Some Thoughts on Creating a New Culture at General Motors

Hi folks -- for more than 30 years I have been studying the history of institutions and how they work, or don't work, as the case may be. So the departure of Fritz Henderson from GM gives me an opportunity to comment on the nature of institutions -- their continuity and traditions, and how difficult it is to actually change them from within. There exists an institutional momentum that strives for stability and resists new ideas, and new kinds of people who might challenge the organization either from within or external to it. And as much as people within institutions state that they want to make the firm or school better, they tend to hire and promote their own kind, and not individuals who are considerably better than them and thus threaten their egos or very existence. So institutional drift goes on. John Kennedy Toole's "Confederacy of Dunces" is a very apt title to more than a piece of fiction -- it is lived out every day in numerous organizations that claim to be "emerging," but in fact merely just run in place. Newer hires accommodate the system rather than challenge it out of job security or fear. High paid administrators or executives want to maintain their standard of living. Furthermore, within organizations people identify with particular kinds of things -- products, processes, management systems. And these identifications are more than individual, as they can be collective protective cliques that ensure difficulties for any outsider trying to come into a situation and radically change it for the better. Every organization seemingly has a "old dog bullshitter," who hasn't done much at all in the 30+ years on the job, but who is clever enough to control the mechanisms that make change hard to accomplish.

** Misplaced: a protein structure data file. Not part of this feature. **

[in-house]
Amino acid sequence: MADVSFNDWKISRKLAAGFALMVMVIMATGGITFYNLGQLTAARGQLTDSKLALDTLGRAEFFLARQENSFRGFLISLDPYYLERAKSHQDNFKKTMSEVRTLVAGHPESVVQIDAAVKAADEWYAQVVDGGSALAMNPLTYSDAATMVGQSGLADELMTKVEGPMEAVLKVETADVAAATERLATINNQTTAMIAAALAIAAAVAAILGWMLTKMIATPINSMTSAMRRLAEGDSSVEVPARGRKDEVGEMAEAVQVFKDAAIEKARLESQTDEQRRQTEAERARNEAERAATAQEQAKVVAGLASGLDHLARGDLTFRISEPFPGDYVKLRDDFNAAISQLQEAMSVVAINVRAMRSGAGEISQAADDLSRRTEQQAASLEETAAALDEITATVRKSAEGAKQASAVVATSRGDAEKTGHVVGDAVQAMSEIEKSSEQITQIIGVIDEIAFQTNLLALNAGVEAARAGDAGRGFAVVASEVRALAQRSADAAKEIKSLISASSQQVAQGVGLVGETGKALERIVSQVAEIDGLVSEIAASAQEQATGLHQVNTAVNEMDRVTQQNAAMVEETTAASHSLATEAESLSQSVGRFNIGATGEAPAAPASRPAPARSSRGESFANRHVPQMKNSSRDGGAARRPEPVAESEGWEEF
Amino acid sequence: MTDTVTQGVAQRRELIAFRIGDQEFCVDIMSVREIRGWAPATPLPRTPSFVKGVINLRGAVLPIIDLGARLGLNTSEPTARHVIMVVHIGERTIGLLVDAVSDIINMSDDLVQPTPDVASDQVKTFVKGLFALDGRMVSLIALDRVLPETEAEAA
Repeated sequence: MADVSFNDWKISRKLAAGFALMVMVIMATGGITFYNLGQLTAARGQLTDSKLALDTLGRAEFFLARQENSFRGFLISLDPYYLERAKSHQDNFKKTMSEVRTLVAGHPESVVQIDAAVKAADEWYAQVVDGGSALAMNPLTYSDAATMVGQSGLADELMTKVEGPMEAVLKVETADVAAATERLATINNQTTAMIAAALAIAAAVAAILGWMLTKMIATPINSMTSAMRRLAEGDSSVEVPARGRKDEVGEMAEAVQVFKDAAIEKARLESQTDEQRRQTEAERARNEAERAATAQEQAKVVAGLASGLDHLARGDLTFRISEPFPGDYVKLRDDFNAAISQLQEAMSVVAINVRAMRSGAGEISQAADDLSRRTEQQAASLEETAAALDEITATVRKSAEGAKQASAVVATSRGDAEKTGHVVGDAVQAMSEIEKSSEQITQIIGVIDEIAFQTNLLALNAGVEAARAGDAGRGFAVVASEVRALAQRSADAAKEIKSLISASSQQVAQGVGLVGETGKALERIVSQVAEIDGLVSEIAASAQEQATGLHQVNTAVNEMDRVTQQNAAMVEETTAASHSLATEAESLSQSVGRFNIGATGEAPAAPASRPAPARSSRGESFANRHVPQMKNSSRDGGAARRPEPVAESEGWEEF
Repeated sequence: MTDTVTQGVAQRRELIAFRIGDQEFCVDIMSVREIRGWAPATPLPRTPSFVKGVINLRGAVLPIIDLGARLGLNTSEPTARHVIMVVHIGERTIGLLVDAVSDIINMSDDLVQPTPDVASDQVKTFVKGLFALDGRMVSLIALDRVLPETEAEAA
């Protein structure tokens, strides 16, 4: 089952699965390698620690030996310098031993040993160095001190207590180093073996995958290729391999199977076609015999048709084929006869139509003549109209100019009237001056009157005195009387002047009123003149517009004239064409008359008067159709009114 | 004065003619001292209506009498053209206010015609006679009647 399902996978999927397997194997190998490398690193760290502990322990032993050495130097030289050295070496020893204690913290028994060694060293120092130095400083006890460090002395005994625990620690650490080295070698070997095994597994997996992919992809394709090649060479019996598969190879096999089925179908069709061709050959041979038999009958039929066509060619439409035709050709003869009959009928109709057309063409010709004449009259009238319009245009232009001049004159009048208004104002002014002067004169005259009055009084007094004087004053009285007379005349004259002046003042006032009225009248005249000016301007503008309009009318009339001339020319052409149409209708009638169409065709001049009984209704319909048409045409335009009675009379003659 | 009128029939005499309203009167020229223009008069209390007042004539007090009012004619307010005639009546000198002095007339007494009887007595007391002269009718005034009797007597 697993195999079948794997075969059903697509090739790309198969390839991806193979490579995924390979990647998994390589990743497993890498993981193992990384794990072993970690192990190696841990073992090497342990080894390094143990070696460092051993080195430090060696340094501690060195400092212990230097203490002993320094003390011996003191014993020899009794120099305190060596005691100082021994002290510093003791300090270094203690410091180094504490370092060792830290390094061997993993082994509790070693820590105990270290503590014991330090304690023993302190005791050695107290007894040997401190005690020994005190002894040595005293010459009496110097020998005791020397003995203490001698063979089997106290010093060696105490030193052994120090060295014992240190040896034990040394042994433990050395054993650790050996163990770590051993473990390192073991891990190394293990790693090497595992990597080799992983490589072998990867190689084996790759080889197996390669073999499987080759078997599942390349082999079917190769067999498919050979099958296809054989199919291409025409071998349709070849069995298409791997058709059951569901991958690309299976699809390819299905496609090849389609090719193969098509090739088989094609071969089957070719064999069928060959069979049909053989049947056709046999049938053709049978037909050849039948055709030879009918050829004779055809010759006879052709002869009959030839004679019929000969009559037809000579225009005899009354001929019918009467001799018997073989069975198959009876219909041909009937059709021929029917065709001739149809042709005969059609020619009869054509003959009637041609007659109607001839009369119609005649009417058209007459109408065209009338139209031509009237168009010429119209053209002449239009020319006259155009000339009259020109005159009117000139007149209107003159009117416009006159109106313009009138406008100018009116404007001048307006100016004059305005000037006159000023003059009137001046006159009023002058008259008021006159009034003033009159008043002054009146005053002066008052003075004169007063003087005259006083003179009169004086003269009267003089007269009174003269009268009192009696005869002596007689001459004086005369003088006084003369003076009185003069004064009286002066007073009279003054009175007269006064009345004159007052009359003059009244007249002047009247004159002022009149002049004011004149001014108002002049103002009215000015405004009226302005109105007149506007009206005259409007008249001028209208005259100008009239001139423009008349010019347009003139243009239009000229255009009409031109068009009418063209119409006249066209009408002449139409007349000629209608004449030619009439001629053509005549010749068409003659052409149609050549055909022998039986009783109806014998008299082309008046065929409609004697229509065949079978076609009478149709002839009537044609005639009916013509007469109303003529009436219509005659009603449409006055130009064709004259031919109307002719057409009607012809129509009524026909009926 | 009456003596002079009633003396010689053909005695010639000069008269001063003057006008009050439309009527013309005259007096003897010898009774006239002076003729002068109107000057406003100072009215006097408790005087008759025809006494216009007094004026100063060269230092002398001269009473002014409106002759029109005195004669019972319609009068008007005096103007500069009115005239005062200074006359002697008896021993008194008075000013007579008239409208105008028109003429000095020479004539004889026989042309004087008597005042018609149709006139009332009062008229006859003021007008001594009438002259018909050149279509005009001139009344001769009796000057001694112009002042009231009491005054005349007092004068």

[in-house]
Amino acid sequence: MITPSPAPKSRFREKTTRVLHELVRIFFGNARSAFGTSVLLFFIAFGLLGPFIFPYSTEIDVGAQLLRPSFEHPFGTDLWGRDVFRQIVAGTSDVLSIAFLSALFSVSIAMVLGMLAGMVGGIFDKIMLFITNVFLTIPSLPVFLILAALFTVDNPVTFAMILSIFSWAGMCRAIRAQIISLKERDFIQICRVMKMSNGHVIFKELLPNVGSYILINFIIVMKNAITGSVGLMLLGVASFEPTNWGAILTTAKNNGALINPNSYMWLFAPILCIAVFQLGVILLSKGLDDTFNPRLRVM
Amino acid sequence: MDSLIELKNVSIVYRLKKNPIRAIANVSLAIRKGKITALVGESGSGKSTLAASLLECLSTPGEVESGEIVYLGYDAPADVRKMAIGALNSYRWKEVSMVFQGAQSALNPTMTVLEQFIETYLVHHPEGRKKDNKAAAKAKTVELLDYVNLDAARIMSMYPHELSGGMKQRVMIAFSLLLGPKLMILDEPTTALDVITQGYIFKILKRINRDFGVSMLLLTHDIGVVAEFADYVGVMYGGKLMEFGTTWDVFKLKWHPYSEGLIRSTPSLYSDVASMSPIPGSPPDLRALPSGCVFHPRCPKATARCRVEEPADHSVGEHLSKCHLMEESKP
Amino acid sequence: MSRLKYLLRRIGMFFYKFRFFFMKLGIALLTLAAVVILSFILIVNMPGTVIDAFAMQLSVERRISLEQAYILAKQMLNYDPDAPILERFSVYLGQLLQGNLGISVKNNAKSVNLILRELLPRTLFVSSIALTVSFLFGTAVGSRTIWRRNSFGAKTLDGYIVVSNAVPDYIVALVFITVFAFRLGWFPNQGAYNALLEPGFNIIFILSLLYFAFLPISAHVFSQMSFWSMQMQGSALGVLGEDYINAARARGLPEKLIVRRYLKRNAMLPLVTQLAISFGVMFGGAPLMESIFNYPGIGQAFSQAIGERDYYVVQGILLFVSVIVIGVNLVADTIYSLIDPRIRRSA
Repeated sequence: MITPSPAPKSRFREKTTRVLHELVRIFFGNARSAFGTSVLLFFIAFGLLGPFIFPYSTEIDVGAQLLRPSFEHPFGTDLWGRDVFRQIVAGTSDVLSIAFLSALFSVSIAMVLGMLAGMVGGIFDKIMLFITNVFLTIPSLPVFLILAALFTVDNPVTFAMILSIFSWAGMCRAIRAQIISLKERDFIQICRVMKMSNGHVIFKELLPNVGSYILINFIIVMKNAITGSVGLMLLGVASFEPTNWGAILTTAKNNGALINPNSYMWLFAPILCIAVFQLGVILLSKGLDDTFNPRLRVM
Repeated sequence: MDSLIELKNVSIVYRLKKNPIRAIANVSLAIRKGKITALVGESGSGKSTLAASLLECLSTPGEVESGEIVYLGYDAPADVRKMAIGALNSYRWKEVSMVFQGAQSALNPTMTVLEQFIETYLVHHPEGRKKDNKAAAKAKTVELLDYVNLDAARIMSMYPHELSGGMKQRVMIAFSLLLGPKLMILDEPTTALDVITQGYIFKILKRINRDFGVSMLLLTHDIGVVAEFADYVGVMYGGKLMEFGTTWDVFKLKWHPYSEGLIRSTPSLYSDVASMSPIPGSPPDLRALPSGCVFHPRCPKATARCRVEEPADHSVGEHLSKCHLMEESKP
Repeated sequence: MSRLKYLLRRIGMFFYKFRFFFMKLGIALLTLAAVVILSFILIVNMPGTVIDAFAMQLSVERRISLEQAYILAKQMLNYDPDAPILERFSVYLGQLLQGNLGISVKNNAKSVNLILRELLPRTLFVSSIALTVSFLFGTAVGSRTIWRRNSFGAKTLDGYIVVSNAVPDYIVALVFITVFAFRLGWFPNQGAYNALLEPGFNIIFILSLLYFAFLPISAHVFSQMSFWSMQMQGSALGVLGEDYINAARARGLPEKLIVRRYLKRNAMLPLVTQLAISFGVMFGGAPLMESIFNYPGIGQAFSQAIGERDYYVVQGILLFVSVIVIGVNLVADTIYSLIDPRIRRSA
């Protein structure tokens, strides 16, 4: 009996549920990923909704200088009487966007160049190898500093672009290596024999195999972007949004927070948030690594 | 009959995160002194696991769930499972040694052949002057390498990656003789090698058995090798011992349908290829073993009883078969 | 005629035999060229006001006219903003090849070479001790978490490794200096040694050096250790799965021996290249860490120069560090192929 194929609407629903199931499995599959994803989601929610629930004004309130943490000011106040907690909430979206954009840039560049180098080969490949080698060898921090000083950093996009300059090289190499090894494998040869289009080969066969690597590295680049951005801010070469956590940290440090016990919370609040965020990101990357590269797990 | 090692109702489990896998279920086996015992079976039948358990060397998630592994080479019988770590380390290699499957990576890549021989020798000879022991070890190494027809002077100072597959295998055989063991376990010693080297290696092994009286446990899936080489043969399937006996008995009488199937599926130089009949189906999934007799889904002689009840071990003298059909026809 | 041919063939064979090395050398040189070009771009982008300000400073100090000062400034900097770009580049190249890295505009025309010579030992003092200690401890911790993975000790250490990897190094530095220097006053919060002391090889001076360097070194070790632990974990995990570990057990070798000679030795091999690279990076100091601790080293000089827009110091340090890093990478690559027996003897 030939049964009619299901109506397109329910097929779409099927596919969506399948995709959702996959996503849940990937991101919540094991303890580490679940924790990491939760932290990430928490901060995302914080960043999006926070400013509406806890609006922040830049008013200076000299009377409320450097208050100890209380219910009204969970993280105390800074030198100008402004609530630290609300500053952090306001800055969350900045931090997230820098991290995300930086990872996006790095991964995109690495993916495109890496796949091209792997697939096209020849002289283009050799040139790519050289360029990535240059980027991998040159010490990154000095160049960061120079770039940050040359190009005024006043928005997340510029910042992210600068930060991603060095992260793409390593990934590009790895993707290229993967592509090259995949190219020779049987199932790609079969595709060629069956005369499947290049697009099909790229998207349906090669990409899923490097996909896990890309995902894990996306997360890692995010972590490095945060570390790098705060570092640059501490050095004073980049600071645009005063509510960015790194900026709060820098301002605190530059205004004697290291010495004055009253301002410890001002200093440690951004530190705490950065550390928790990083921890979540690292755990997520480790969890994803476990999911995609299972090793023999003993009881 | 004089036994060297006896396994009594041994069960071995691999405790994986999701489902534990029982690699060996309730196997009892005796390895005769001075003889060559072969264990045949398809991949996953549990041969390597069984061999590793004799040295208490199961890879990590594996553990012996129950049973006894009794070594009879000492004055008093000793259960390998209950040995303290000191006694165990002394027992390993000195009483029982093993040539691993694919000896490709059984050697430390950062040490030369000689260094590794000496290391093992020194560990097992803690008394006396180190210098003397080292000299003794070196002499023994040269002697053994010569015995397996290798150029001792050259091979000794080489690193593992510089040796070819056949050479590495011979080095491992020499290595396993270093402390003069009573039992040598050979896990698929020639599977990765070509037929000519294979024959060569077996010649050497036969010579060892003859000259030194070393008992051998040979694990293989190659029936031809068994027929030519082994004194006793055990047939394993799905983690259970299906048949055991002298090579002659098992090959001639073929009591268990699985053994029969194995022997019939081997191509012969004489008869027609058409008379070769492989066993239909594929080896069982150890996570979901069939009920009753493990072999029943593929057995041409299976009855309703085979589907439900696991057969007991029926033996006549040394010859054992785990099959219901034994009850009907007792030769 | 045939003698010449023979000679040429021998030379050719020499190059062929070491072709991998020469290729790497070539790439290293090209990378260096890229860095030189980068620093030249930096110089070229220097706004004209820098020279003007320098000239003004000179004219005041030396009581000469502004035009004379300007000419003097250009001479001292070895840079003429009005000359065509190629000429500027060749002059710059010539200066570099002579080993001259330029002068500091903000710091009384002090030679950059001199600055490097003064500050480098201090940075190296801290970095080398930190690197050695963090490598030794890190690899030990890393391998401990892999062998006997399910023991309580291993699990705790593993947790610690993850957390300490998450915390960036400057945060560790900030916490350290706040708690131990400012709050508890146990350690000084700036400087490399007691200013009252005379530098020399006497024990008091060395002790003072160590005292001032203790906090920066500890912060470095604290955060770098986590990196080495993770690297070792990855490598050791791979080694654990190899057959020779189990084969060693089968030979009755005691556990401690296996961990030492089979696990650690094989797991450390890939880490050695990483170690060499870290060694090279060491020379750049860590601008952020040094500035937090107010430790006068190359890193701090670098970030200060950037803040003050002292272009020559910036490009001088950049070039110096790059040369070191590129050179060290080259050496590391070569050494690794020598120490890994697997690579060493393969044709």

In sum, it wasn't Rick Wagoner or Fritz Henderson that led to GM's decline, it was a pyramidal line and staff organizational structure where up and down the organization chart individuals and small groups protected themselves at all costs. It is for that reason that the only hope for GM is to shatter the structure, remove many of the old dogs, identify true talent and start over.
Complete bankruptcy was the best route to take at GM as we look back in hindsight. The frightening thing is that our federal government is in a similar institutional situation, and here the only recourse may be a kind of revolution that was first proposed by Thomas Jefferson as necessary to renew the country.


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